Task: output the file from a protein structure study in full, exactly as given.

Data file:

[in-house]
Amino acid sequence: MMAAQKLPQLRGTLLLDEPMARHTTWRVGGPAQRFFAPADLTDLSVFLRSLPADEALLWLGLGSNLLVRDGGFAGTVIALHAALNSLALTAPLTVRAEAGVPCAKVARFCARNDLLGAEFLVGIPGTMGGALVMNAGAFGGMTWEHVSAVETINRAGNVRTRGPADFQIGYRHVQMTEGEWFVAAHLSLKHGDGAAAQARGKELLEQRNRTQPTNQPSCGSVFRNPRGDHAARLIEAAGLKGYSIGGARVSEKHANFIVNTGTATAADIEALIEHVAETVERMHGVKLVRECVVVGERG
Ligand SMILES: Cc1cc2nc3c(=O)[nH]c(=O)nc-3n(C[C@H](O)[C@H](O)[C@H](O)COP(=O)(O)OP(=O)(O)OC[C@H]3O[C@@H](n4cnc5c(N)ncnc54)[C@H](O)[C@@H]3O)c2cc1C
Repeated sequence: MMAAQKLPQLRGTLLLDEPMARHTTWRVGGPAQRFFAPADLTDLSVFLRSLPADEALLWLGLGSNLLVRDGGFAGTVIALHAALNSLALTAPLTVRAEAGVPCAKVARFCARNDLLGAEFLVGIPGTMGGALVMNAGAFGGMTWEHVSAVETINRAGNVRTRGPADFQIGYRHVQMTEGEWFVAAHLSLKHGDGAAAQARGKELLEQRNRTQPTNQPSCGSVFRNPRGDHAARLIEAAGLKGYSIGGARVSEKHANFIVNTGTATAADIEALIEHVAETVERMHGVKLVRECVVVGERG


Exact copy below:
[in-house]
Amino acid sequence: MMAAQKLPQLRGTLLLDEPMARHTTWRVGGPAQRFFAPADLTDLSVFLRSLPADEALLWLGLGSNLLVRDGGFAGTVIALHAALNSLALTAPLTVRAEAGVPCAKVARFCARNDLLGAEFLVGIPGTMGGALVMNAGAFGGMTWEHVSAVETINRAGNVRTRGPADFQIGYRHVQMTEGEWFVAAHLSLKHGDGAAAQARGKELLEQRNRTQPTNQPSCGSVFRNPRGDHAARLIEAAGLKGYSIGGARVSEKHANFIVNTGTATAADIEALIEHVAETVERMHGVKLVRECVVVGERG
Ligand SMILES: Cc1cc2nc3c(=O)[nH]c(=O)nc-3n(C[C@H](O)[C@H](O)[C@H](O)COP(=O)(O)OP(=O)(O)OC[C@H]3O[C@@H](n4cnc5c(N)ncnc54)[C@H](O)[C@@H]3O)c2cc1C
Repeated sequence: MMAAQKLPQLRGTLLLDEPMARHTTWRVGGPAQRFFAPADLTDLSVFLRSLPADEALLWLGLGSNLLVRDGGFAGTVIALHAALNSLALTAPLTVRAEAGVPCAKVARFCARNDLLGAEFLVGIPGTMGGALVMNAGAFGGMTWEHVSAVETINRAGNVRTRGPADFQIGYRHVQMTEGEWFVAAHLSLKHGDGAAAQARGKELLEQRNRTQPTNQPSCGSVFRNPRGDHAARLIEAAGLKGYSIGGARVSEKHANFIVNTGTATAADIEALIEHVAETVERMHGVKLVRECVVVGERG